The real question is, if there is a hung parliament will the Lib Dems partner up with Labour or the Tories?

  2. sonia — on 27th June, 2006 at 10:18 am  

    Proportional Representation and more power to us would be fabulous – a small step along the road to democracy – yeah!

    Though, with a leader like Sir Menzies Campbell…the man looks more like a Tory than the Tories. there’s blair ( looking a bit ragged these days..) and cameron..young and fresh, and in the corner, old Menzies. what the lib dems were thinking when they chose him leader i don’t know. some people suggested that they were fully aware Huhne or Hughes would be more ‘votable’ and old menzies clearly a dinosaur..and that they don’t really want to be in with a chance of actually going somewhere. of course that doesn’t make any sense.

  3. Kismet Hardy — on 27th June, 2006 at 10:52 am  

    I think most people are agnostic about the Lib Dems (you can’t deny they exist but you just don’t believe in them), but I’m convinced they could lead this country, as long as they get their PR right.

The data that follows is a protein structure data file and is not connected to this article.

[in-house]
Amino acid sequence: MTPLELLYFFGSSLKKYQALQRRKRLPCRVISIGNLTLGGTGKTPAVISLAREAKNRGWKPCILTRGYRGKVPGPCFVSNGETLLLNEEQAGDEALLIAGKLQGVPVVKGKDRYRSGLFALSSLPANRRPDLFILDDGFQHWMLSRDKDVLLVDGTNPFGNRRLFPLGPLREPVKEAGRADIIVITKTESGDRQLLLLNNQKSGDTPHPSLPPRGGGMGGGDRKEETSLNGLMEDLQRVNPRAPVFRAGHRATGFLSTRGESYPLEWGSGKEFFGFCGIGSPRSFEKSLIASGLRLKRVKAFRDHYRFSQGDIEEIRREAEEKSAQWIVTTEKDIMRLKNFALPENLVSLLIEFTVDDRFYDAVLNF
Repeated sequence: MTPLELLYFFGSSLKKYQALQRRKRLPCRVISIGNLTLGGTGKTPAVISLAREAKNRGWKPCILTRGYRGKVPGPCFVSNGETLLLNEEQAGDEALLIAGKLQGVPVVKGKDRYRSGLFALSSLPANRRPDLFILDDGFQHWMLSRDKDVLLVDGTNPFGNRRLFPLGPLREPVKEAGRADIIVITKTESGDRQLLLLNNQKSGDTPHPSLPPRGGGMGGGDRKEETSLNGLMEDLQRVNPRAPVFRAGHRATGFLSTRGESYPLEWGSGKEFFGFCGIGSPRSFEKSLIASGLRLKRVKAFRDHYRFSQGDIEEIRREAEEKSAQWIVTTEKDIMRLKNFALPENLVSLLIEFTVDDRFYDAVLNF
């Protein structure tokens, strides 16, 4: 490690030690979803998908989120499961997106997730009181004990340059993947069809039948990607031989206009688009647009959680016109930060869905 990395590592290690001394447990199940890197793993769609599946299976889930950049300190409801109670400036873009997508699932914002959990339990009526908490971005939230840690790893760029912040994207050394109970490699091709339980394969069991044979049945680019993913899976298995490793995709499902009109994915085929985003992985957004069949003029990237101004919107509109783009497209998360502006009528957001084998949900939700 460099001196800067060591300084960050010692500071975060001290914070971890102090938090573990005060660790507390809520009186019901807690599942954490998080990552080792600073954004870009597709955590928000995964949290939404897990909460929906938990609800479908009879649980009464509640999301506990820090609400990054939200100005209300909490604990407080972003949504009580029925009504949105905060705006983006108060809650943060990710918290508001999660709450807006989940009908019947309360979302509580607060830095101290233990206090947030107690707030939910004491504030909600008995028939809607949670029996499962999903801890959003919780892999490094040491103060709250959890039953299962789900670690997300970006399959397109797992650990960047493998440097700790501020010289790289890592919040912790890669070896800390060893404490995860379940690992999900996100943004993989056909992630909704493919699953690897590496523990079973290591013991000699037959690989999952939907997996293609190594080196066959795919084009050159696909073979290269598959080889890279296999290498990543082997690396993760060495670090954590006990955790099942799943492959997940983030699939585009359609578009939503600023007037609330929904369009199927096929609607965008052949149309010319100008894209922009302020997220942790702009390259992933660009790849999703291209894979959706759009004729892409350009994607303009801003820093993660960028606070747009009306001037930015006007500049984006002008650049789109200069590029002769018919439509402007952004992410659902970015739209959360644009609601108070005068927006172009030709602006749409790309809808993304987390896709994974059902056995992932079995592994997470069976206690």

At a time when most voters (and I’m excluding all the political thinkers on this forum) remember Tories as trouble and Labour as the stray dog they rescued and then got mauled by, a party with a bit of panache is bound to win them over.

    Seeing as millions more voted in the X-Factor finals than they did at the General Elections, they should play on the celebrity culture that works so well for America and do a Political Idol type show to pick their new leader (eliminating alcoholics, toilet traders, hemp merchants and kiddie fiddlers in the first round), with Simon Cowell, David Beckham and Carol Vordeman on the judging panel.

    The public choose their leader. The public decide on policies. Howard Jones could sing on the finale of the show. No particular reason, other than I’m having fond memories of Howard Jones today. ‘Look mama, I love you, but you gotta let me live my life’, for instance, is a pronouncement that helps me through the day.